Men who have smoked marijuana are twice as likely to be diagnosed with testicular cancer than men who have never done so, a small new study finds.

Published Monday morning in Cancer, the journal of the American Cancer Society, the research compared 163 men who had been diagnosed with testicular cancer to 292 men (of similar ages and race/ethnicity) who had not. The men were asked about their health history, education and use of recreational drugs such as marijuana and cocaine, among other things.

The study, conducted by researchers at the University of Southern California, found no difference in risk of seminoma, the most readily treatable of the forms of testicular cancer, between men who had ever used marijuana and those who had not. But those who had used marijuana were more than twice as likely as those who hadn’t to have had non-seminoma and mixed germ cell tumors, which typically affect younger men and can be harder to treat.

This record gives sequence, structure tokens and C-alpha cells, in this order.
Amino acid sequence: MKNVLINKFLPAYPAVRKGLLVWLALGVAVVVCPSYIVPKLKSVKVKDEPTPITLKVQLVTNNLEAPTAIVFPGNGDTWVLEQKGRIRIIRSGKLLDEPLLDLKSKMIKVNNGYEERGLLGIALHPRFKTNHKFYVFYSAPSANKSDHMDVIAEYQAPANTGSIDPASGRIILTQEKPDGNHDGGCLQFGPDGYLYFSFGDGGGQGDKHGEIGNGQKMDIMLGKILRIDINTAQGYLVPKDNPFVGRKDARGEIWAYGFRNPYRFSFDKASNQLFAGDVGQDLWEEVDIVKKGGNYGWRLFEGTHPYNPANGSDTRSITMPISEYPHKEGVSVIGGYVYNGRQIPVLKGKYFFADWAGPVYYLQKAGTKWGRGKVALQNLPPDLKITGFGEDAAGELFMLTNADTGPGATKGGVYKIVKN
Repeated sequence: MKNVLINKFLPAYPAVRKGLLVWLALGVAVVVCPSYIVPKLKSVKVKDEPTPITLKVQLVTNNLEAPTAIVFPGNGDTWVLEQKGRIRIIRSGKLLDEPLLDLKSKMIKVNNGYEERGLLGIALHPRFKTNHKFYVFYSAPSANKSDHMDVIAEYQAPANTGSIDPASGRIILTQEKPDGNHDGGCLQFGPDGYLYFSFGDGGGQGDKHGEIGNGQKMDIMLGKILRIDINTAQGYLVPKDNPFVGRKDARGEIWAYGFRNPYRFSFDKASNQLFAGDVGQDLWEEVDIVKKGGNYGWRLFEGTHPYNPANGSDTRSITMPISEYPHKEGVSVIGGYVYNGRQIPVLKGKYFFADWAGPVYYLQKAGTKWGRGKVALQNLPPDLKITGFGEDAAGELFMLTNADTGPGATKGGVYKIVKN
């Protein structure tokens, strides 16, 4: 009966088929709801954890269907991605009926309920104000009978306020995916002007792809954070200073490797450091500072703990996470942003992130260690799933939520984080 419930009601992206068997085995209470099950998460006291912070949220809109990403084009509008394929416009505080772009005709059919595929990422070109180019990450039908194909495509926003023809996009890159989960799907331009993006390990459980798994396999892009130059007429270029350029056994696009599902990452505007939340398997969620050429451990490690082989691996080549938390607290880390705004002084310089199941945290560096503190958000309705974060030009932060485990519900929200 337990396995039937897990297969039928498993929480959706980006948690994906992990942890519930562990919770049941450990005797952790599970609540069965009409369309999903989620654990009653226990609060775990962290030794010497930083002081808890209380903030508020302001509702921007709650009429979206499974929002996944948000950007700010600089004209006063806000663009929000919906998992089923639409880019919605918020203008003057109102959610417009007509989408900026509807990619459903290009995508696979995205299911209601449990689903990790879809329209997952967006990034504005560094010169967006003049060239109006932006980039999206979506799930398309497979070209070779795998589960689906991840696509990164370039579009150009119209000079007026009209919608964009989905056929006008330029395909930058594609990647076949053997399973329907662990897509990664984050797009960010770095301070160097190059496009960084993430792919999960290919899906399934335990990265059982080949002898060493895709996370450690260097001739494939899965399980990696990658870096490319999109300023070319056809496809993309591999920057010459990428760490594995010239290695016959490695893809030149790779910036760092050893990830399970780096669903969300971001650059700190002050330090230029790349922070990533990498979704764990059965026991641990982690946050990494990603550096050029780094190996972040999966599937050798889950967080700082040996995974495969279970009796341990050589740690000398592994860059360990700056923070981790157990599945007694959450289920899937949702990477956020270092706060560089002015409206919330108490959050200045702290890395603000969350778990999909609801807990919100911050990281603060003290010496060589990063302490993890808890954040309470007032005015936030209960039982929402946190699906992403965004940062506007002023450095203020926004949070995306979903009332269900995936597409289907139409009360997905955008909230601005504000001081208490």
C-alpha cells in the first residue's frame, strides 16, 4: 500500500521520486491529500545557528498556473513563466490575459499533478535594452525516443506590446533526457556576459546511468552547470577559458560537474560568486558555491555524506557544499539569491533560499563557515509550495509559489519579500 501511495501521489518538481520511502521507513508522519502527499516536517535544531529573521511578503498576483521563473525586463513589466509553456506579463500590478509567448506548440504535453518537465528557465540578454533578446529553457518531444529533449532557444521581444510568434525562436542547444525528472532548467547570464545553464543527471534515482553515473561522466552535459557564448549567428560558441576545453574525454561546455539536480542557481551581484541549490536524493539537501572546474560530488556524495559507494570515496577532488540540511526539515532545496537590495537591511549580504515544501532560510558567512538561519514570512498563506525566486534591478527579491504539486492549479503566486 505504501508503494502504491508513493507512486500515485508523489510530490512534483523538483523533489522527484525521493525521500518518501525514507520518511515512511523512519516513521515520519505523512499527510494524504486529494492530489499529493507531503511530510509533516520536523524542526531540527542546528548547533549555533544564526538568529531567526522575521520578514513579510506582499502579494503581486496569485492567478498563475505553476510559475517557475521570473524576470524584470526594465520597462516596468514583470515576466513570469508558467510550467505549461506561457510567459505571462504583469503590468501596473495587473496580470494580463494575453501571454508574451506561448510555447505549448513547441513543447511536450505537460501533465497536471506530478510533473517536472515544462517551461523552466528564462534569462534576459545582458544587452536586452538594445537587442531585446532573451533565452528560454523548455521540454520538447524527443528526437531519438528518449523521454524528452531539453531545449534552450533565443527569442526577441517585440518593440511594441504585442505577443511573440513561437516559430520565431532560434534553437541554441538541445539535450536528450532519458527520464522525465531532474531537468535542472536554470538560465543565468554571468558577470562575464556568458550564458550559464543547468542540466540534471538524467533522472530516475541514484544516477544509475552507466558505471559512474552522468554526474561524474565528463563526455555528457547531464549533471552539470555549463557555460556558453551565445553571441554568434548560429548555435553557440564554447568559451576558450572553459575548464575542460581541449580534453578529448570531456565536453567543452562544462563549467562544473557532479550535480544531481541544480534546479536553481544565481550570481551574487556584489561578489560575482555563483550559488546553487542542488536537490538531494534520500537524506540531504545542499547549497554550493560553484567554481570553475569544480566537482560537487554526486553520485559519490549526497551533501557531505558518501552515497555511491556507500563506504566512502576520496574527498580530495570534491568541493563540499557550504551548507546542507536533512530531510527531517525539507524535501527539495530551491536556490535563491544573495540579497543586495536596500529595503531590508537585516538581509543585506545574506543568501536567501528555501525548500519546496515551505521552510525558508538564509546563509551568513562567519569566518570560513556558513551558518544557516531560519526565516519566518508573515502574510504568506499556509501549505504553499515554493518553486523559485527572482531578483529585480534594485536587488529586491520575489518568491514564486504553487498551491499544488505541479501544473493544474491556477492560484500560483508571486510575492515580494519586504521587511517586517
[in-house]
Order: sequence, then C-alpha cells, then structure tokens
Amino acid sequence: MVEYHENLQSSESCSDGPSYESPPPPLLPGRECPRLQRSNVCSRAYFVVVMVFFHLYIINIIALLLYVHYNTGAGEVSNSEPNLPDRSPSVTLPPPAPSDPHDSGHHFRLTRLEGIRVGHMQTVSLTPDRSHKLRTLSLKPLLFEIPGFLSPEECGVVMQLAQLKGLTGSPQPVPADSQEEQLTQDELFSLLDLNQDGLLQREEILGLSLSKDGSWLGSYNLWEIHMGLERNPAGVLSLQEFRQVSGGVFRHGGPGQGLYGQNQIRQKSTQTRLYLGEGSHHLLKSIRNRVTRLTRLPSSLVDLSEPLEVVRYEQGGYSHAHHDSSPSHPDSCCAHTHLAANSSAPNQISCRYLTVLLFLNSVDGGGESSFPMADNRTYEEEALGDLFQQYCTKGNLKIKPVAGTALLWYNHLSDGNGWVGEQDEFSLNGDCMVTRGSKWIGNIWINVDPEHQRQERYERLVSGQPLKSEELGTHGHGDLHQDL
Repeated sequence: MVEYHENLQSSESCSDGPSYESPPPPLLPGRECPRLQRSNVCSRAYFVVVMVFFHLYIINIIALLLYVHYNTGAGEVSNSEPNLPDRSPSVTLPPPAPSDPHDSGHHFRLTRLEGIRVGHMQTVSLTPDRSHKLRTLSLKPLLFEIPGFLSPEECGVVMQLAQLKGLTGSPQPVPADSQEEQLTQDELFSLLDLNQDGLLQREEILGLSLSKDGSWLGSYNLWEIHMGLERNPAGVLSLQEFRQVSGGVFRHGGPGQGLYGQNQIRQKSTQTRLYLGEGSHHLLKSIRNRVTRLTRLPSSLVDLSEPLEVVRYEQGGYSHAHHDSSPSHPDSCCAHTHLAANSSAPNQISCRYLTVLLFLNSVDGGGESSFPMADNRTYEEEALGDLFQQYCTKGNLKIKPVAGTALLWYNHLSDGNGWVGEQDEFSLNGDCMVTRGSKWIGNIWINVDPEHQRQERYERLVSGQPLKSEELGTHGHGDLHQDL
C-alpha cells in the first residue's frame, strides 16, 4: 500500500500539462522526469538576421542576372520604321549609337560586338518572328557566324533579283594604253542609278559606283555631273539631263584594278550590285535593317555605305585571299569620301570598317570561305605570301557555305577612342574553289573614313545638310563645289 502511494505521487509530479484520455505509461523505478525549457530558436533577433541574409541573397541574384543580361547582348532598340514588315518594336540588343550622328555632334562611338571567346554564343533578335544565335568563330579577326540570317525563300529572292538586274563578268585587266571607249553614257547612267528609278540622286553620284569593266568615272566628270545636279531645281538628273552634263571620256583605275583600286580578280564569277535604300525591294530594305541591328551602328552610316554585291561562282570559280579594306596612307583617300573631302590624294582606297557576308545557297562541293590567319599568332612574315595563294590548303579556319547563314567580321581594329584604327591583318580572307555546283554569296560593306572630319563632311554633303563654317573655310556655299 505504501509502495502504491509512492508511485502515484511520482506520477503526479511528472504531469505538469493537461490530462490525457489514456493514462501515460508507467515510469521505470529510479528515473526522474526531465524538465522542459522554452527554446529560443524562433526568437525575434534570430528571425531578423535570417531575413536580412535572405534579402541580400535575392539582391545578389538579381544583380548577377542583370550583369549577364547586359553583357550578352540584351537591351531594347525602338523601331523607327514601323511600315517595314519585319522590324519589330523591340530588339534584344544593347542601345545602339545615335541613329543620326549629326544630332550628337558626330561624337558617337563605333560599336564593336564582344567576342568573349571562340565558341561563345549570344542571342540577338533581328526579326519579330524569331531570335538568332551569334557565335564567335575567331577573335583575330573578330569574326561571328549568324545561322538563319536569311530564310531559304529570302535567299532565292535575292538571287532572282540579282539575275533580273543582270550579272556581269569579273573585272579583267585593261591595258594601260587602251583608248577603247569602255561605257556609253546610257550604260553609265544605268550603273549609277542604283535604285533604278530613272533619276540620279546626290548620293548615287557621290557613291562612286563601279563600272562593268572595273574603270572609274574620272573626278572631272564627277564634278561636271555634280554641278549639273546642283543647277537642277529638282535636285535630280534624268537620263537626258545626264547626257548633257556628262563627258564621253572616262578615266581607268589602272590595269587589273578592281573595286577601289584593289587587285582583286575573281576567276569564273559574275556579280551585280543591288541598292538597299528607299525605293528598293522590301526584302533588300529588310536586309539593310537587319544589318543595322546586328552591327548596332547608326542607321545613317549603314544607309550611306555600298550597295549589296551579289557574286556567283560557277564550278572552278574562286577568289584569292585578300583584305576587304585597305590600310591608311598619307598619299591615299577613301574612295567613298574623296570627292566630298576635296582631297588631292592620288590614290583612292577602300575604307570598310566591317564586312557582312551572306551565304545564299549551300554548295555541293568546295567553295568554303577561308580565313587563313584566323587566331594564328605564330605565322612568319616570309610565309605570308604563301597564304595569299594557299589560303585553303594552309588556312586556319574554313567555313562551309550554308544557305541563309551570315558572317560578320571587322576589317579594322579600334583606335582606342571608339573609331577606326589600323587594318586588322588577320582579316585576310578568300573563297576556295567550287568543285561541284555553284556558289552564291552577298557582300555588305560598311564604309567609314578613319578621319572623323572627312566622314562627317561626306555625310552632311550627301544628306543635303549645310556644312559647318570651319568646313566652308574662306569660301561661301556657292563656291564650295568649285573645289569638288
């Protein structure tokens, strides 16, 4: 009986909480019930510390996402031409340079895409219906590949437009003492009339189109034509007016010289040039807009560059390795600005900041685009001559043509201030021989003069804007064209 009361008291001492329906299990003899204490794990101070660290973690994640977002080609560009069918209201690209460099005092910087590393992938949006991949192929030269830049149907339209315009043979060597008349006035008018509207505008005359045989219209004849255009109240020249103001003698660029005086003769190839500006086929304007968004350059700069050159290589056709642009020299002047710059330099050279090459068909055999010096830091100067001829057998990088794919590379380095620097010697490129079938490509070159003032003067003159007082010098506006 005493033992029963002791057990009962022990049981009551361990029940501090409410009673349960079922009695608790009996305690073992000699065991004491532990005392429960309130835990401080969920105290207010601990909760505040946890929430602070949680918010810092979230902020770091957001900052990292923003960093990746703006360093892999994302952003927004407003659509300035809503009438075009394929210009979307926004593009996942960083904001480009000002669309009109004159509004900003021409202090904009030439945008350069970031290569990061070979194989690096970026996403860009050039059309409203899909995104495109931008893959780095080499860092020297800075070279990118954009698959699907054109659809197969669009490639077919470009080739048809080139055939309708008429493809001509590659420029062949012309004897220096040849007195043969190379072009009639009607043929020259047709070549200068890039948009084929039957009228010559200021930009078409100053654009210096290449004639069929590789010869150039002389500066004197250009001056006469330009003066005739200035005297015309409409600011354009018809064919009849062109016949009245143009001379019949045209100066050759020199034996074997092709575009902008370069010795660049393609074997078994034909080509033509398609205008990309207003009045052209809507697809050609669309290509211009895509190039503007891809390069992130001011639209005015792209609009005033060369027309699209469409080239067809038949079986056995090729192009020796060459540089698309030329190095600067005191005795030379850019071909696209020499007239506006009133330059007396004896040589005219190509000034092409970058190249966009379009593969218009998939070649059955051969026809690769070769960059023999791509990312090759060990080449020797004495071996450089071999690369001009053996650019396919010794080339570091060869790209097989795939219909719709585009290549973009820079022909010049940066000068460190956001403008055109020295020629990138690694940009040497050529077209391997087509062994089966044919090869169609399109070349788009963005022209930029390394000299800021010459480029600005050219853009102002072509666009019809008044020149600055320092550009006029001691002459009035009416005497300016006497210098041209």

The study cites data showing testicular cancer to be the most common malignancy among men ages 15 to 45. According to the National Cancer Institute (NCI), most testicular cancers start in cells (called germ cells) that make sperm and are thus called testicular germ cell tumors. About 8,950 men will be diagnosed with testicular cancer in 2012, according to the NCI; about 360 of them will die. Treatments vary according to the form of cancer and the extent to which it has spread through the body; they include surgery, radiation and chemotherapy.

The apparent connection between cancer risk and marijuana use found in the study was not exactly cut and dried: Former users of marijuana turned out to be at greater risk of testicular cancer than current users, and infrequent users at greater risk than frequent users. Go figure.

Another head-scratcher: After controlling for other factors, the research found that men who had used cocaine actually were less likely to have had testicular cancer than men who hadn’t.

The study notes that more research is needed to determine how and why marijuana use might contribute to development of testicular cancer. But the authors observe that the increased incidence of that cancer in recent decades has coincided with an increase in marijuana use.